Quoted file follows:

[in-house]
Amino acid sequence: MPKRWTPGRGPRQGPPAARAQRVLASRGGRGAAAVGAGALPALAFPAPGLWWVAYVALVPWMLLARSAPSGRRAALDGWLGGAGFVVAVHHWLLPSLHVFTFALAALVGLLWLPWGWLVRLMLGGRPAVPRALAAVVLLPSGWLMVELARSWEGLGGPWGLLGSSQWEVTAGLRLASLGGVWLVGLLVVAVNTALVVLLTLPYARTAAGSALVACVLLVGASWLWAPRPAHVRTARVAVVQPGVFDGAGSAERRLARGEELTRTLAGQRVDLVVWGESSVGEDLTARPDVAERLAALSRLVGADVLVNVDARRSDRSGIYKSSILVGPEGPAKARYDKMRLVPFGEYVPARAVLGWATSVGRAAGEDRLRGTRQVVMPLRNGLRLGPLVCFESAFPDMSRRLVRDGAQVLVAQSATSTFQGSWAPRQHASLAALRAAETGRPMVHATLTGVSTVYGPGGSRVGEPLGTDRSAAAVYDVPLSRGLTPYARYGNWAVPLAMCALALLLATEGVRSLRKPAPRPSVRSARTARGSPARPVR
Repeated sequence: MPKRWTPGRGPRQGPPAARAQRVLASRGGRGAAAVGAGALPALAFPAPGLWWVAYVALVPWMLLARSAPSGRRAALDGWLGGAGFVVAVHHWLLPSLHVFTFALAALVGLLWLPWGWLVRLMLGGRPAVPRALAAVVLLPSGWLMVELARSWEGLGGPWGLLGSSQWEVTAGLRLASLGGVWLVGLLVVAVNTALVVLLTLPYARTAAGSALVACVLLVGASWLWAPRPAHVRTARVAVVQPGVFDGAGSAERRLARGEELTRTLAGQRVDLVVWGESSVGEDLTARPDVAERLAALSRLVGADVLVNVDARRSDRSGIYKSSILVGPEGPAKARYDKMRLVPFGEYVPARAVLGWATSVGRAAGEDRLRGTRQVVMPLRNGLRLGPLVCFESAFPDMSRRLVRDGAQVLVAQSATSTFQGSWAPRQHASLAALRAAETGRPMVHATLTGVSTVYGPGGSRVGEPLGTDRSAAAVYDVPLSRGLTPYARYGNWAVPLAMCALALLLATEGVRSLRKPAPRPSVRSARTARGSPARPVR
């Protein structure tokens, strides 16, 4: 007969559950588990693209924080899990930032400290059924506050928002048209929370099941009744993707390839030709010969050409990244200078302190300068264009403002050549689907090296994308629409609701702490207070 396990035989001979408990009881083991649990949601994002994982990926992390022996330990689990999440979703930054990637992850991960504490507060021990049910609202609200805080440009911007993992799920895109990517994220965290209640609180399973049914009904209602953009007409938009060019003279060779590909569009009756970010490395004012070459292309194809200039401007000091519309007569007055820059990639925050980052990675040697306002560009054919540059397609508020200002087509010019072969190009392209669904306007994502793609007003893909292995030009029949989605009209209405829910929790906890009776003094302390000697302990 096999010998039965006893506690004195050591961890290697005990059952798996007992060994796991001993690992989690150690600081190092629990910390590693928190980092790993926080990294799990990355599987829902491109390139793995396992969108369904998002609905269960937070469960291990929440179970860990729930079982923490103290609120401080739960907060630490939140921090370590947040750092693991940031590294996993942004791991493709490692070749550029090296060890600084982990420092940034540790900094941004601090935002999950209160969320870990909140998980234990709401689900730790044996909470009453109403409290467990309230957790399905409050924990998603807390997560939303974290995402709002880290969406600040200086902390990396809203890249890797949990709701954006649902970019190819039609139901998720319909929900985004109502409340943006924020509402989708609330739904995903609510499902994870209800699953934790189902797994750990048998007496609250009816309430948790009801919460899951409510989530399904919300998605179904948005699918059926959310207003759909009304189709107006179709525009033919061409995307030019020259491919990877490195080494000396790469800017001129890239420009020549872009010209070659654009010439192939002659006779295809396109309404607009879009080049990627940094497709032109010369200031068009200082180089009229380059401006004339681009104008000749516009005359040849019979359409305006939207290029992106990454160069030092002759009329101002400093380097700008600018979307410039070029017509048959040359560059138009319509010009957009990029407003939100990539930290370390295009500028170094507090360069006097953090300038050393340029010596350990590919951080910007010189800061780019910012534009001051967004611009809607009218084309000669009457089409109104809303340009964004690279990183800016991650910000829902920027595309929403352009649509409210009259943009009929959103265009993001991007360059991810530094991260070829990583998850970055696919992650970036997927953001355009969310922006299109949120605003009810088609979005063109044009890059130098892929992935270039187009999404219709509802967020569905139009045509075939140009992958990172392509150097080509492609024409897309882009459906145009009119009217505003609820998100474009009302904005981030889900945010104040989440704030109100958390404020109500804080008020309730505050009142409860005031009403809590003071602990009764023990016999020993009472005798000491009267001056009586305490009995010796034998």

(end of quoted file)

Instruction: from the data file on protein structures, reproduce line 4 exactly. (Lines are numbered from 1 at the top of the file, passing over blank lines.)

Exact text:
């Protein structure tokens, strides 16, 4: 007969559950588990693209924080899990930032400290059924506050928002048209929370099941009744993707390839030709010969050409990244200078302190300068264009403002050549689907090296994308629409609701702490207070 396990035989001979408990009881083991649990949601994002994982990926992390022996330990689990999440979703930054990637992850991960504490507060021990049910609202609200805080440009911007993992799920895109990517994220965290209640609180399973049914009904209602953009007409938009060019003279060779590909569009009756970010490395004012070459292309194809200039401007000091519309007569007055820059990639925050980052990675040697306002560009054919540059397609508020200002087509010019072969190009392209669904306007994502793609007003893909292995030009029949989605009209209405829910929790906890009776003094302390000697302990 096999010998039965006893506690004195050591961890290697005990059952798996007992060994796991001993690992989690150690600081190092629990910390590693928190980092790993926080990294799990990355599987829902491109390139793995396992969108369904998002609905269960937070469960291990929440179970860990729930079982923490103290609120401080739960907060630490939140921090370590947040750092693991940031590294996993942004791991493709490692070749550029090296060890600084982990420092940034540790900094941004601090935002999950209160969320870990909140998980234990709401689900730790044996909470009453109403409290467990309230957790399905409050924990998603807390997560939303974290995402709002880290969406600040200086902390990396809203890249890797949990709701954006649902970019190819039609139901998720319909929900985004109502409340943006924020509402989708609330739904995903609510499902994870209800699953934790189902797994750990048998007496609250009816309430948790009801919460899951409510989530399904919300998605179904948005699918059926959310207003759909009304189709107006179709525009033919061409995307030019020259491919990877490195080494000396790469800017001129890239420009020549872009010209070659654009010439192939002659006779295809396109309404607009879009080049990627940094497709032109010369200031068009200082180089009229380059401006004339681009104008000749516009005359040849019979359409305006939207290029992106990454160069030092002759009329101002400093380097700008600018979307410039070029017509048959040359560059138009319509010009957009990029407003939100990539930290370390295009500028170094507090360069006097953090300038050393340029010596350990590919951080910007010189800061780019910012534009001051967004611009809607009218084309000669009457089409109104809303340009964004690279990183800016991650910000829902920027595309929403352009649509409210009259943009009929959103265009993001991007360059991810530094991260070829990583998850970055696919992650970036997927953001355009969310922006299109949120605003009810088609979005063109044009890059130098892929992935270039187009999404219709509802967020569905139009045509075939140009992958990172392509150097080509492609024409897309882009459906145009009119009217505003609820998100474009009302904005981030889900945010104040989440704030109100958390404020109500804080008020309730505050009142409860005031009403809590003071602990009764023990016999020993009472005798000491009267001056009586305490009995010796034998």